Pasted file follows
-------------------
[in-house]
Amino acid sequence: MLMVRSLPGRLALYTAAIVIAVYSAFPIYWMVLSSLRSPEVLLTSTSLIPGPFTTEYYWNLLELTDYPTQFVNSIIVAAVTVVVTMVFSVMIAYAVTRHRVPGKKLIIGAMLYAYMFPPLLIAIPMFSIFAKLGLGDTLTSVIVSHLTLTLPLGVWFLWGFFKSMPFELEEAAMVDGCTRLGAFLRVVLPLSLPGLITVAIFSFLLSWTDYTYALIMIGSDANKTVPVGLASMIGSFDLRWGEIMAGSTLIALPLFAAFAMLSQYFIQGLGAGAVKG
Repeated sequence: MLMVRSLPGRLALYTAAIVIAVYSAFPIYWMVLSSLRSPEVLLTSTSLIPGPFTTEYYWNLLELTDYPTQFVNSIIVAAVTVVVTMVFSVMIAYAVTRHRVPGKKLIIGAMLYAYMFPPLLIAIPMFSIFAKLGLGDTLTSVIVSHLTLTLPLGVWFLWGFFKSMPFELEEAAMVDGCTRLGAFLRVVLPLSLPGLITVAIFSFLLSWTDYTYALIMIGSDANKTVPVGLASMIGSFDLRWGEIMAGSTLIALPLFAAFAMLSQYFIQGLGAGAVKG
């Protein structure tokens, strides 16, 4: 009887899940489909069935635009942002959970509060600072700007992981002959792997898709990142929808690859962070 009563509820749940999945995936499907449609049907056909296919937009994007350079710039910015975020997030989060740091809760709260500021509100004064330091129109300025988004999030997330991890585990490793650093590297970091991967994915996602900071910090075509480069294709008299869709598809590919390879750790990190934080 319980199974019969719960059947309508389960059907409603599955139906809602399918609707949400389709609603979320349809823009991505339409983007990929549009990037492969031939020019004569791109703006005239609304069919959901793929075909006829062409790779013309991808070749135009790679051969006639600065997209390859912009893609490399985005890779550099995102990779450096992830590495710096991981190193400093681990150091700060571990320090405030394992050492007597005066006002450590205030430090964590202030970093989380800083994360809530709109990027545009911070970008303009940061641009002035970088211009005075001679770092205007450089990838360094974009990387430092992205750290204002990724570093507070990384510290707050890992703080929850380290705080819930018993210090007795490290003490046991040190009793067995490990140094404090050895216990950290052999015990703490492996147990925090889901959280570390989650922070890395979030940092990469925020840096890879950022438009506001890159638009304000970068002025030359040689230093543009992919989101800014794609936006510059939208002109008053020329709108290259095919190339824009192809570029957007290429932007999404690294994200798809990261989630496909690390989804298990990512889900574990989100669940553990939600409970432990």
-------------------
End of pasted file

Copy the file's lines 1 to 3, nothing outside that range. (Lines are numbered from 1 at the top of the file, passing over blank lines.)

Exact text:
[in-house]
Amino acid sequence: MLMVRSLPGRLALYTAAIVIAVYSAFPIYWMVLSSLRSPEVLLTSTSLIPGPFTTEYYWNLLELTDYPTQFVNSIIVAAVTVVVTMVFSVMIAYAVTRHRVPGKKLIIGAMLYAYMFPPLLIAIPMFSIFAKLGLGDTLTSVIVSHLTLTLPLGVWFLWGFFKSMPFELEEAAMVDGCTRLGAFLRVVLPLSLPGLITVAIFSFLLSWTDYTYALIMIGSDANKTVPVGLASMIGSFDLRWGEIMAGSTLIALPLFAAFAMLSQYFIQGLGAGAVKG
Repeated sequence: MLMVRSLPGRLALYTAAIVIAVYSAFPIYWMVLSSLRSPEVLLTSTSLIPGPFTTEYYWNLLELTDYPTQFVNSIIVAAVTVVVTMVFSVMIAYAVTRHRVPGKKLIIGAMLYAYMFPPLLIAIPMFSIFAKLGLGDTLTSVIVSHLTLTLPLGVWFLWGFFKSMPFELEEAAMVDGCTRLGAFLRVVLPLSLPGLITVAIFSFLLSWTDYTYALIMIGSDANKTVPVGLASMIGSFDLRWGEIMAGSTLIALPLFAAFAMLSQYFIQGLGAGAVKG